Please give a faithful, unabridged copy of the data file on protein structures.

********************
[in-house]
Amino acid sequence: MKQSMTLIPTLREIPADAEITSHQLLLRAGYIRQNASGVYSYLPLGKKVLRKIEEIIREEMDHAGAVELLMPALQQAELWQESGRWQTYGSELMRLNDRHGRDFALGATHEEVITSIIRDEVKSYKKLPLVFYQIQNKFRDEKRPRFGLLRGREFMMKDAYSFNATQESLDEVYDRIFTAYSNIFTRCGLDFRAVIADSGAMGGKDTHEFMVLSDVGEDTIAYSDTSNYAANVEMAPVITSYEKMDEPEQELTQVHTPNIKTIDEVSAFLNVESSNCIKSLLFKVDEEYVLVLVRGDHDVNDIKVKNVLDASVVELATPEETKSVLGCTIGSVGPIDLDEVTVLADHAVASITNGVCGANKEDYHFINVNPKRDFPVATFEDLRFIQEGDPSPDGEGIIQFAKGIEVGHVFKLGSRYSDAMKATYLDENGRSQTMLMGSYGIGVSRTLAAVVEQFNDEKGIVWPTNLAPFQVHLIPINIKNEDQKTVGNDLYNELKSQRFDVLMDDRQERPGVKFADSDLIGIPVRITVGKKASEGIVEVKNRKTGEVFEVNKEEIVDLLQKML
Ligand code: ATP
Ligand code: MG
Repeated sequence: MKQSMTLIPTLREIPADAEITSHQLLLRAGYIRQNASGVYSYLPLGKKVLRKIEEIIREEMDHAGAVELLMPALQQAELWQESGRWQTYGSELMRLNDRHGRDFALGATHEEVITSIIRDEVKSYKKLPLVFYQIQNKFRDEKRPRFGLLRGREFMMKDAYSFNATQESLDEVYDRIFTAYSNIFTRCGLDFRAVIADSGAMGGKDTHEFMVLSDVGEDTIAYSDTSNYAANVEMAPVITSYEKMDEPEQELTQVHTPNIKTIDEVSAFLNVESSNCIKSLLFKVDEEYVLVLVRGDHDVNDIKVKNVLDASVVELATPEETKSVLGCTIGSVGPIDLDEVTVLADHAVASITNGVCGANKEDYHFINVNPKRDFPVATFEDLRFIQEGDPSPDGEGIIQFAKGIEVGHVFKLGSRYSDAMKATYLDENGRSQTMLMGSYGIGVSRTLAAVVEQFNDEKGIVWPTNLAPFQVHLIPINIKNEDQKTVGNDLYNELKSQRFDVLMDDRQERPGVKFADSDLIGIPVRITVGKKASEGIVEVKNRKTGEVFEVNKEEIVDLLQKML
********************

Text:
[in-house]
Amino acid sequence: MKQSMTLIPTLREIPADAEITSHQLLLRAGYIRQNASGVYSYLPLGKKVLRKIEEIIREEMDHAGAVELLMPALQQAELWQESGRWQTYGSELMRLNDRHGRDFALGATHEEVITSIIRDEVKSYKKLPLVFYQIQNKFRDEKRPRFGLLRGREFMMKDAYSFNATQESLDEVYDRIFTAYSNIFTRCGLDFRAVIADSGAMGGKDTHEFMVLSDVGEDTIAYSDTSNYAANVEMAPVITSYEKMDEPEQELTQVHTPNIKTIDEVSAFLNVESSNCIKSLLFKVDEEYVLVLVRGDHDVNDIKVKNVLDASVVELATPEETKSVLGCTIGSVGPIDLDEVTVLADHAVASITNGVCGANKEDYHFINVNPKRDFPVATFEDLRFIQEGDPSPDGEGIIQFAKGIEVGHVFKLGSRYSDAMKATYLDENGRSQTMLMGSYGIGVSRTLAAVVEQFNDEKGIVWPTNLAPFQVHLIPINIKNEDQKTVGNDLYNELKSQRFDVLMDDRQERPGVKFADSDLIGIPVRITVGKKASEGIVEVKNRKTGEVFEVNKEEIVDLLQKML
Ligand code: ATP
Ligand code: MG
Repeated sequence: MKQSMTLIPTLREIPADAEITSHQLLLRAGYIRQNASGVYSYLPLGKKVLRKIEEIIREEMDHAGAVELLMPALQQAELWQESGRWQTYGSELMRLNDRHGRDFALGATHEEVITSIIRDEVKSYKKLPLVFYQIQNKFRDEKRPRFGLLRGREFMMKDAYSFNATQESLDEVYDRIFTAYSNIFTRCGLDFRAVIADSGAMGGKDTHEFMVLSDVGEDTIAYSDTSNYAANVEMAPVITSYEKMDEPEQELTQVHTPNIKTIDEVSAFLNVESSNCIKSLLFKVDEEYVLVLVRGDHDVNDIKVKNVLDASVVELATPEETKSVLGCTIGSVGPIDLDEVTVLADHAVASITNGVCGANKEDYHFINVNPKRDFPVATFEDLRFIQEGDPSPDGEGIIQFAKGIEVGHVFKLGSRYSDAMKATYLDENGRSQTMLMGSYGIGVSRTLAAVVEQFNDEKGIVWPTNLAPFQVHLIPINIKNEDQKTVGNDLYNELKSQRFDVLMDDRQERPGVKFADSDLIGIPVRITVGKKASEGIVEVKNRKTGEVFEVNKEEIVDLLQKML